Fade to White

Skin Bleaching and the Rejection of Blackness

The creams are packaged in toothpaste-like tubes and can be bought from the local market where cosmetics are sold. A tube can cost 15,000 cidis, which is a little over $2. This may not seem as though it would put a dent in anyone's purse, but when the average Ghanaian makes $200 a year, preserving light skin can be expensive. "You need a bit more than 10 [tubes] to get it light,"Adwoa explains, pointing to her dark arm, then mine. "They think if you do that you are rich."

Nevertheless, achieving that high white glow seems virtually impossible for many. "I started bleaching two years ago but stopped because I started developing very bad stretch marks," Diana Gyaamfua, 28, attests. In addition to stretch marks, skin bleachers usually take on the appearance of being sunburned—their faces turn brick red and puffy, with black splotches.

"The commonest complication of bleaching that we see is post-inflammatory hyper-pigmentation of the skin, especially at the areas around the eyes," says dermatologist Prosper Doe, of the Komfo Anokye Teaching Hospital in Kumasi. In lay terms, you start off looking for lighter, smoother skin, but end up darker and blotchy.

"If people look redder or have a stranger color, which in their eyes looks lighter than ours, they feel happier," the tour guide Alloeei-Cofie explains. African newspapers report that the trend among local women is growing. Any and all who can afford it do it: from the wives of public officials to the street vendors, the middle class to the poor. For those who fade, money is irrelevant. At the same time, this is a practice many Africans fear will cost more than money. "I can't go out in the sun because the sun is too hot," Animahh says.

For Abdullahi Gwarmai, the price was much bigger. He was fired from his job as speaker of the house of assembly in a northern Nigerian state. The practice is forbidden under Islamic law. But Gwarmai wasn't buying that explanation. "I have bleached my skin since childhood, and everyone knows this," he told the Inter Press Service. "My removal has political undertones. The issue of bleaching is not a good reason for my removal."

This is a Warning

The dangers go beyond cultural and political problems. "There is suspicion of an increased risk of renal failure as a result of the mercury contained in some of the products that people use for bleaching," says Dr. Doe.

Since many bleachers don't seek help until it's too late, doctors are hoping public service announcements will open people's eyes. Maama Adwoa says she's heard the "stop bleaching" advertisements on radio and seen them on the television. "They say we should stop bleaching because of skin cancer and skin disease. But people don't want to listen because they don't know," she says, shaking her head.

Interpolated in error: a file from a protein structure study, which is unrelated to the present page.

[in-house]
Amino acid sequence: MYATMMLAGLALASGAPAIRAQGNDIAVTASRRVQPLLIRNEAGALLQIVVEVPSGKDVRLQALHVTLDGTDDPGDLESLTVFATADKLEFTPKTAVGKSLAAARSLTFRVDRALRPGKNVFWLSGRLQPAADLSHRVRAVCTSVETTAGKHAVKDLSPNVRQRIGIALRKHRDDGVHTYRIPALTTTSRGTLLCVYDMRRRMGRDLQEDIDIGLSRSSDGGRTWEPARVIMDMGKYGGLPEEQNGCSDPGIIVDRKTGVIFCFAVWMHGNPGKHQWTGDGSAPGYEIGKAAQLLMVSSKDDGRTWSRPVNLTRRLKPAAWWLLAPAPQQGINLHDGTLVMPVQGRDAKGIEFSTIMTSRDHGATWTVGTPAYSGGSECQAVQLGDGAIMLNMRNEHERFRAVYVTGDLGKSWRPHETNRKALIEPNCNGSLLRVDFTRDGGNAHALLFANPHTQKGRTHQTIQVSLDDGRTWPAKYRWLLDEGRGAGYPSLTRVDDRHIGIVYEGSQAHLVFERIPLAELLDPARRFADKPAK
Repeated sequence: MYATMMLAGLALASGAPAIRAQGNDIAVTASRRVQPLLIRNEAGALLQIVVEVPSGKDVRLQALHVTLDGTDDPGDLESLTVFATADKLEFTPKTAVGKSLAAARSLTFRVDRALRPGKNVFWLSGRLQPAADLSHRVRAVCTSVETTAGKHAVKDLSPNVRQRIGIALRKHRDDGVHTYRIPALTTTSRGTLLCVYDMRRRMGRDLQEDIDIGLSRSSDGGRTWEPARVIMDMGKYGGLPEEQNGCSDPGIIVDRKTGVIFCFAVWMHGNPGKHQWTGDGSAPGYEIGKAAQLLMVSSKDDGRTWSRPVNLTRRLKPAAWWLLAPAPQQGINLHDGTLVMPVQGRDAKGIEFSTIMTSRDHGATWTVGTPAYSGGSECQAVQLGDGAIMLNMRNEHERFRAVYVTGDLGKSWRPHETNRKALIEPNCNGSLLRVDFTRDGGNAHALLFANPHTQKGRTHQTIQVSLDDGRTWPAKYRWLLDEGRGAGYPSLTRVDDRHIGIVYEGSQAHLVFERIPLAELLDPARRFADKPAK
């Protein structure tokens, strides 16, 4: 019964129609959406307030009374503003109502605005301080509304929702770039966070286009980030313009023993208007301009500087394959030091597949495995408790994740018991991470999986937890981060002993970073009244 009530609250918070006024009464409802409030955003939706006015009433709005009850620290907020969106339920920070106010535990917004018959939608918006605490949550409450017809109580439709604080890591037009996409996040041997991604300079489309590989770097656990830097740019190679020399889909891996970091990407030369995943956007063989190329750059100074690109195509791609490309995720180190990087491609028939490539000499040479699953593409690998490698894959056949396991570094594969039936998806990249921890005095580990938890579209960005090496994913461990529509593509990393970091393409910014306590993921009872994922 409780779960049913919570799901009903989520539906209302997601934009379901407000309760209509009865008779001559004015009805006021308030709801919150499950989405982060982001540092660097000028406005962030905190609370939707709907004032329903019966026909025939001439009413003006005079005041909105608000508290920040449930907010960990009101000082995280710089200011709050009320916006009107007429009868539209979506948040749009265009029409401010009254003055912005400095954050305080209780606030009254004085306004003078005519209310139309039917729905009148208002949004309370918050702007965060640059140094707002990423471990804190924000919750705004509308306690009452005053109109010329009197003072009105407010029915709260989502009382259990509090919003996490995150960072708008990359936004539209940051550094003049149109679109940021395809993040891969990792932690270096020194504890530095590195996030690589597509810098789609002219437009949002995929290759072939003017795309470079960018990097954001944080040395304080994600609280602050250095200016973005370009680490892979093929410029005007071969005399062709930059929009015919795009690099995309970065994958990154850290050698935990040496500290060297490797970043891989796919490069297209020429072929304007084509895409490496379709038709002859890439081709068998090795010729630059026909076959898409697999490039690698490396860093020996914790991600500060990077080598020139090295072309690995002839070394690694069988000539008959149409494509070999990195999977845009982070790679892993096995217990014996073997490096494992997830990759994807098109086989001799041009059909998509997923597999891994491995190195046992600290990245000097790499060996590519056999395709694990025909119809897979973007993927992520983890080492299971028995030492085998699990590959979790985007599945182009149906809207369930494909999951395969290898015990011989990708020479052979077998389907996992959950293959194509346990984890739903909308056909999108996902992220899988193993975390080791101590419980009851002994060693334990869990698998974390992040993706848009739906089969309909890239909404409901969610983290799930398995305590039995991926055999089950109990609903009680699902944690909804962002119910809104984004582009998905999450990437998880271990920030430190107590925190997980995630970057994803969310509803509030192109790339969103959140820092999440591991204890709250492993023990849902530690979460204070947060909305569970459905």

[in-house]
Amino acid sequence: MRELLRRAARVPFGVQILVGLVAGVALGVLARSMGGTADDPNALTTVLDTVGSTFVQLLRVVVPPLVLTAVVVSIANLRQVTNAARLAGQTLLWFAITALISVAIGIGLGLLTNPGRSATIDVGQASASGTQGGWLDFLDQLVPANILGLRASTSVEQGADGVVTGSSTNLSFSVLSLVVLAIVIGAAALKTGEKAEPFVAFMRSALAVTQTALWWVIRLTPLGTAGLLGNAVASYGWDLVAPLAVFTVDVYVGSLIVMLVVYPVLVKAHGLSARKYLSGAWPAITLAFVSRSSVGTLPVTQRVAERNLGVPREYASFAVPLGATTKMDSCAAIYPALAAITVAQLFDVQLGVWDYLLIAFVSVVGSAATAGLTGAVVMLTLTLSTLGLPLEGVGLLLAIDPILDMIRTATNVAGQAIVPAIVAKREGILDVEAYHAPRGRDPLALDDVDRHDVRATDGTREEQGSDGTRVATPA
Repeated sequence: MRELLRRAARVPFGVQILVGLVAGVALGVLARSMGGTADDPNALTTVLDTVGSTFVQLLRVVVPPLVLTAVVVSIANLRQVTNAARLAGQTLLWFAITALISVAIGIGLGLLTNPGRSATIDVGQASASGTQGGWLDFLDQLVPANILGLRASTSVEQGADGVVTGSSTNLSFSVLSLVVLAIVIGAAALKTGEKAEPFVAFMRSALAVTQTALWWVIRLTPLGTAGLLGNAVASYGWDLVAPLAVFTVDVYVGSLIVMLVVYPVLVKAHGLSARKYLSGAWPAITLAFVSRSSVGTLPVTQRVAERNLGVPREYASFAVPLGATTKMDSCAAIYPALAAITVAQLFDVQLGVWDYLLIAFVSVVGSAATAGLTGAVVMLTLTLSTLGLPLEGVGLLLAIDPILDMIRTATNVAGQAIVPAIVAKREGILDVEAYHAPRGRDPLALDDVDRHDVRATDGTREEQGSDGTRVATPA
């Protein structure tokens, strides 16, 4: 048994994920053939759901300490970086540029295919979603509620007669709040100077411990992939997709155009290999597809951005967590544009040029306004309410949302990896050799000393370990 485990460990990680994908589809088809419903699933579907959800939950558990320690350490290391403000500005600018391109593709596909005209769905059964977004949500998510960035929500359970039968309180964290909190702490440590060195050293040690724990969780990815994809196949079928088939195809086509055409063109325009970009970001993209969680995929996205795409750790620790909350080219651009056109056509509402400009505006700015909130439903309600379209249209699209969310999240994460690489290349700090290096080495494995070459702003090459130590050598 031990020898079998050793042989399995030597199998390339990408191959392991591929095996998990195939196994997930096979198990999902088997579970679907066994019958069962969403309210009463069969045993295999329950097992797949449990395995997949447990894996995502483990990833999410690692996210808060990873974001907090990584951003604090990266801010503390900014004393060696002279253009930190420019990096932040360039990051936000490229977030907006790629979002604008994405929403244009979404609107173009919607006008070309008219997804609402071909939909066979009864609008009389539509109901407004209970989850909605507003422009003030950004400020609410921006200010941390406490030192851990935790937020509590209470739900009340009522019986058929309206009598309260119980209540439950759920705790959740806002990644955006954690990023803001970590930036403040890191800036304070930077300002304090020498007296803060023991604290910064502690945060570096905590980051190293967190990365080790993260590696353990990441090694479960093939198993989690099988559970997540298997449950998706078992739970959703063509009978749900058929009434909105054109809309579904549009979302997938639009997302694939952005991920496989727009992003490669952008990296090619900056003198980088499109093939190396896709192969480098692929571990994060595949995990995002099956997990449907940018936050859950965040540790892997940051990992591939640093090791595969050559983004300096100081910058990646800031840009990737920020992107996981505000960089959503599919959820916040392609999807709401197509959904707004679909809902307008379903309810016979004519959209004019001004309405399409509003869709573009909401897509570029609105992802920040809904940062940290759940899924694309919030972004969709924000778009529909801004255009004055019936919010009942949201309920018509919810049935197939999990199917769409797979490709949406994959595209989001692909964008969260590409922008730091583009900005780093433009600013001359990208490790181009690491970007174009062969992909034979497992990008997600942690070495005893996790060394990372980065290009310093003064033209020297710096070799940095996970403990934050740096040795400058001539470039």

They end up like Animahh, with such bad skin disease that they can't safely go out in the sun. Because there are so many bleachers experiencing negative side effects, a new wave of women are stopping. Even worse, others are using additional creams from local markets to try and turn their skin back to its original complexion. With consumers who are uninformed and all too trusting of beauty products, various West African countries continue to stand against the practice.

In the Gambia, for instance, the government officials have not only banned all skin-bleaching products—Bu-Tone, Madonna Cream, Glo-Tone, and the American-made Ambi—but left open the option of arresting those found with bleached skin. Officials in Europe have also been paying attention, with the government of Denmark banning skin-bleaching creams and soaps. Officials there have gone to several of the African shops and confiscated these products. Tura, a product the Danes have prohibited, remains widely used and popular in Ghana and among other African people.

These tactics may seem extreme, but doctors say they're not without reason."Some of these products were banned sometime in the past, but somehow, some of them still find their way onto the local markets where most of these bleachers get their products," Dr. Doe explains. "There, you don't need a prescription to buy anything."

In addition to the actions the Gambia has taken, a significant amount of West African government officials agree that hydroquinone should be outlawed. They want bleaching products tested and labeled "guaranteed without hydroquinone."

Yet Lustra, a popular product used by many, contains 4 percent hydroquinone. Its warning label reads: "If you should experience any type of irritation, redness, or a rash while you are using Lustra, discontinue using it and contact your dermatologist."

Bleaching for more than two years, doctors say, inevitably causes damage. In Ghana, it's not unusual for people to bleach much longer than that. Selina Margaret Oppong started bleaching five years ago with a locally manufactured soap. "I have no complications and do not worry about any," she says.

Maybe she should. Doctors are now seeing cases in which they cannot apply stitches to the skin because it has weakened to the point where it falls apart. "We do have surgical complications such as difficulty in suturing the skin and poor healing of surgical wounds," says Dr. Peter Preko, a Ghanaian doctor.

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